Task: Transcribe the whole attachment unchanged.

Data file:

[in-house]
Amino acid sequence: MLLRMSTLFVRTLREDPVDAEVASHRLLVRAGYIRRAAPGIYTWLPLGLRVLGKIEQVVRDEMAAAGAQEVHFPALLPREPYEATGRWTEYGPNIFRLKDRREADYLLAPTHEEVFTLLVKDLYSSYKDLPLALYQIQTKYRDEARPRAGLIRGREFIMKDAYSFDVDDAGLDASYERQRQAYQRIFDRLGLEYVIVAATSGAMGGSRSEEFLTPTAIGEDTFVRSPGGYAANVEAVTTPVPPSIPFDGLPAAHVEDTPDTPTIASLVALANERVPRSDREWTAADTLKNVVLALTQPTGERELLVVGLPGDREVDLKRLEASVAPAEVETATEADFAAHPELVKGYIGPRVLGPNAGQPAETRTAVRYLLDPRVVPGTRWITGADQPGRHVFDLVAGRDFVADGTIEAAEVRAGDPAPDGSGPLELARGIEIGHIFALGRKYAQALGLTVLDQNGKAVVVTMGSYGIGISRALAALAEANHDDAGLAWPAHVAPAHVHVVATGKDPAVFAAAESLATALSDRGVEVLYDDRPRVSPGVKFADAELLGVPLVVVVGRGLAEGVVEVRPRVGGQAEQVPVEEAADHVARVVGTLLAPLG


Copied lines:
[in-house]
Amino acid sequence: MLLRMSTLFVRTLREDPVDAEVASHRLLVRAGYIRRAAPGIYTWLPLGLRVLGKIEQVVRDEMAAAGAQEVHFPALLPREPYEATGRWTEYGPNIFRLKDRREADYLLAPTHEEVFTLLVKDLYSSYKDLPLALYQIQTKYRDEARPRAGLIRGREFIMKDAYSFDVDDAGLDASYERQRQAYQRIFDRLGLEYVIVAATSGAMGGSRSEEFLTPTAIGEDTFVRSPGGYAANVEAVTTPVPPSIPFDGLPAAHVEDTPDTPTIASLVALANERVPRSDREWTAADTLKNVVLALTQPTGERELLVVGLPGDREVDLKRLEASVAPAEVETATEADFAAHPELVKGYIGPRVLGPNAGQPAETRTAVRYLLDPRVVPGTRWITGADQPGRHVFDLVAGRDFVADGTIEAAEVRAGDPAPDGSGPLELARGIEIGHIFALGRKYAQALGLTVLDQNGKAVVVTMGSYGIGISRALAALAEANHDDAGLAWPAHVAPAHVHVVATGKDPAVFAAAESLATALSDRGVEVLYDDRPRVSPGVKFADAELLGVPLVVVVGRGLAEGVVEVRPRVGGQAEQVPVEEAADHVARVVGTLLAPLG